Another factor is that Martin J Cowling and Andy Fryar have proposed holding their 2011 Australasian Advanced Volunteer Management Retreat in New Zealand that year, which VNZ supports. There may be advantages in holding the conference and the retreat close together. The retreat is expected to attract a number of Australian participants who may also choose to attend the conference as well.

There has been very positive feedback about the Volunteering Unleashed conference. Some76 evaluations were received and of these 92% either agreed or strongly agreed that the conference sessions contained important current issues for their area of interest. Over 97% either agreed or strongly agreed the keynote speakers contributed positively to their learning experience with a 96% response in relation to the concurrent or stream presentations.

There was much positive feedback about all the individual keynote speakers. The person who stood out as being more than excellent for many was Marcus Akahatu-Brown, who was the final keynote speaker. Most of the presentations can be found through this link [2].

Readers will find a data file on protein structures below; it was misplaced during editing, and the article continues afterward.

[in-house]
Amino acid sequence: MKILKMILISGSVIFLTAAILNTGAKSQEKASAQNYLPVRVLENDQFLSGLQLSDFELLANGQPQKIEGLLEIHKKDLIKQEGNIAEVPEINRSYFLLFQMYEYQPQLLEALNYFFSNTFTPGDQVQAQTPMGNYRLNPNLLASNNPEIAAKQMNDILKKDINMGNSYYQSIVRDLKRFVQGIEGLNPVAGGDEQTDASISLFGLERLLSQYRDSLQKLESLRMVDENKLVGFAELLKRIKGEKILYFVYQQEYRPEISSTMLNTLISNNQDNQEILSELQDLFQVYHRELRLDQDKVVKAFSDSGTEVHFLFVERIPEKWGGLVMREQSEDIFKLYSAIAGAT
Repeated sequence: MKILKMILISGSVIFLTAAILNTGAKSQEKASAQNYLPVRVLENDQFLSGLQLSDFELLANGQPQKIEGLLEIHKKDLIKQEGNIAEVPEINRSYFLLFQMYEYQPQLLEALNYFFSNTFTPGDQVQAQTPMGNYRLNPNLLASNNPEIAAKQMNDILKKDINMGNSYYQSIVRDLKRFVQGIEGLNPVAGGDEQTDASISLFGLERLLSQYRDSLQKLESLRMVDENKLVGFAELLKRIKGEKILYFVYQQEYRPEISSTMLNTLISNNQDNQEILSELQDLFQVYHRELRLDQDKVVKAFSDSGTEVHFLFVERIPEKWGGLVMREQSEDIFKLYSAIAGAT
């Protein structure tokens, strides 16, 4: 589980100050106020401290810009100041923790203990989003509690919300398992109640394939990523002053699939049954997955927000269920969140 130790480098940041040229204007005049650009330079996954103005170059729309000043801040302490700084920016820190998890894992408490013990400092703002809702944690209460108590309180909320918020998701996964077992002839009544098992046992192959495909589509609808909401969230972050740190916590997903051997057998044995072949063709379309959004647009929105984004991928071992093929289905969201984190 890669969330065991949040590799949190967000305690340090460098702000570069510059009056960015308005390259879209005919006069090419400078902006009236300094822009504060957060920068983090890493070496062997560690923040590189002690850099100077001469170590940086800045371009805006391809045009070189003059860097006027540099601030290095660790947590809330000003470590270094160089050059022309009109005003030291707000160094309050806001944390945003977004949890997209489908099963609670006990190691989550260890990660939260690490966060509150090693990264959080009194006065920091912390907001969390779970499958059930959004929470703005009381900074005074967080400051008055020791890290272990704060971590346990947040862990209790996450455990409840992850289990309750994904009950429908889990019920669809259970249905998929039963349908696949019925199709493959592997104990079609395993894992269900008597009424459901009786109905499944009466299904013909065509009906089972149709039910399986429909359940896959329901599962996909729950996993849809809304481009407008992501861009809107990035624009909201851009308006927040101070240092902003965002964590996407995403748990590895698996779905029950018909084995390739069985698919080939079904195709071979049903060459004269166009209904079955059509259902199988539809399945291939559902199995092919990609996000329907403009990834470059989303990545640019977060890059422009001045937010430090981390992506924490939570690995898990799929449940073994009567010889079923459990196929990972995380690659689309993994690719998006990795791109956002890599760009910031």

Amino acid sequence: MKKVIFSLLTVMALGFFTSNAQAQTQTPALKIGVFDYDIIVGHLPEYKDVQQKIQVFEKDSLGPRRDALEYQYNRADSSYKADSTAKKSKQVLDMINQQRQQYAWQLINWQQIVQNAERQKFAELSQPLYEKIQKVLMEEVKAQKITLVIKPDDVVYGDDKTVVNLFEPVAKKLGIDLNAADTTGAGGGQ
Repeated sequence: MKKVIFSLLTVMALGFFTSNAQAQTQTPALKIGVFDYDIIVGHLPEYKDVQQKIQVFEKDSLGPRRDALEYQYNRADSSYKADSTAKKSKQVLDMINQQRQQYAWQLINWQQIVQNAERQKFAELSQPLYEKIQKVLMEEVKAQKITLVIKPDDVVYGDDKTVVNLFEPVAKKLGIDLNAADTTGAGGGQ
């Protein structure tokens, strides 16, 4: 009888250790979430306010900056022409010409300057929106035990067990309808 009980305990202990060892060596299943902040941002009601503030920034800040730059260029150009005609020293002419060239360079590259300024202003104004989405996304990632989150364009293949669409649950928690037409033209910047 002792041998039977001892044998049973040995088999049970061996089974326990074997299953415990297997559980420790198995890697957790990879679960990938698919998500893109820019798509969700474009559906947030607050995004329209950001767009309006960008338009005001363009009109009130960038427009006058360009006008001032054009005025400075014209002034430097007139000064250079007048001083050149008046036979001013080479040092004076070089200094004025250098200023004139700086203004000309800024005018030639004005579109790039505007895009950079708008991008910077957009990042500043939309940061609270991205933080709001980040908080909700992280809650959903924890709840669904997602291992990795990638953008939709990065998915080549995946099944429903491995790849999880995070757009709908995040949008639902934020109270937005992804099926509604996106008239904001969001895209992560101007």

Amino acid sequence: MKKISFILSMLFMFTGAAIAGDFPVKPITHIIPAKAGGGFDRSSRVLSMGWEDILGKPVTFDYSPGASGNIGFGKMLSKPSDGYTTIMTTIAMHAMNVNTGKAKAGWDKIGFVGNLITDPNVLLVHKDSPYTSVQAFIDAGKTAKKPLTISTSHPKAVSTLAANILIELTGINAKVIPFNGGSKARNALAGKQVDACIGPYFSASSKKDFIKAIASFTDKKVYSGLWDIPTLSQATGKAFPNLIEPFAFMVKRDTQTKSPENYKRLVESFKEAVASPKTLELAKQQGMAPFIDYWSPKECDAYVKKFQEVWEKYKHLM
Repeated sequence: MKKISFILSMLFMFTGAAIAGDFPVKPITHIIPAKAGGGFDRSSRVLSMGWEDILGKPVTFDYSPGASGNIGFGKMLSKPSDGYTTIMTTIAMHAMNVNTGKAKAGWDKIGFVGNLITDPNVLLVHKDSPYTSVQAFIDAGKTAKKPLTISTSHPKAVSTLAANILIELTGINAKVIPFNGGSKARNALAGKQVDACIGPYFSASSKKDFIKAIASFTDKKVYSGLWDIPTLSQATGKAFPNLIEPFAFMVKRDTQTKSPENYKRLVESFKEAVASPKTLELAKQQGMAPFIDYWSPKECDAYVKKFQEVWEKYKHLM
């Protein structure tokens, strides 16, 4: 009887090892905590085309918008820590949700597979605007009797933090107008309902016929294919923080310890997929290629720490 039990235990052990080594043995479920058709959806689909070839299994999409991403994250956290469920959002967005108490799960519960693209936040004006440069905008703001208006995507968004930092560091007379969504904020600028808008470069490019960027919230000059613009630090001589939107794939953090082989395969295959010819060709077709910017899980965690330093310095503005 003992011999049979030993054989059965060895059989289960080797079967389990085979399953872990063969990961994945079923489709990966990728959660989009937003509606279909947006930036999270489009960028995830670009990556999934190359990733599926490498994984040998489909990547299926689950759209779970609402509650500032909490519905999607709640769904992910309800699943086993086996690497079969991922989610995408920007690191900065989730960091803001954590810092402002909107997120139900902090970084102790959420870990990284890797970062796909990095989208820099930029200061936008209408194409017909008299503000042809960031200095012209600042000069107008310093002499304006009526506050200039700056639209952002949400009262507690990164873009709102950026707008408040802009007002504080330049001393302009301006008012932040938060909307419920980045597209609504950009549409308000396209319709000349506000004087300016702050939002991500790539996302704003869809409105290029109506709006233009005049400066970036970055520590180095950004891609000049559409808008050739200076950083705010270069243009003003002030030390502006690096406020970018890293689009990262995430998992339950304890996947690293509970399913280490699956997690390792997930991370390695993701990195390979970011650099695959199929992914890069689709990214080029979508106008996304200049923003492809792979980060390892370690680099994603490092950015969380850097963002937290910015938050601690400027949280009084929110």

Outward Bound for life

by Branka Cicak, VNZ Communications Officer When Tim suggested me to attend the Outward Bound course earlier this year, my answer was: "Outward what?" The OB might be an institution in NZ and most of Kiwis would say that's what they want(ed) to do once in their life, but for me this was the first time I heard of this term out of the sailing settings. After doing some homework, I realised: It's about tramping Oh, I love tramping! It involves running Yeah, I run at least three times a week! You'll be sailing I always wanted to do that! They'll leave you alone in the bush Finally I'd have an opportunity to stay on my own in the nature! It's going to be tough well, I did tough things before! You'll have blisters all over your feet I never get blisters!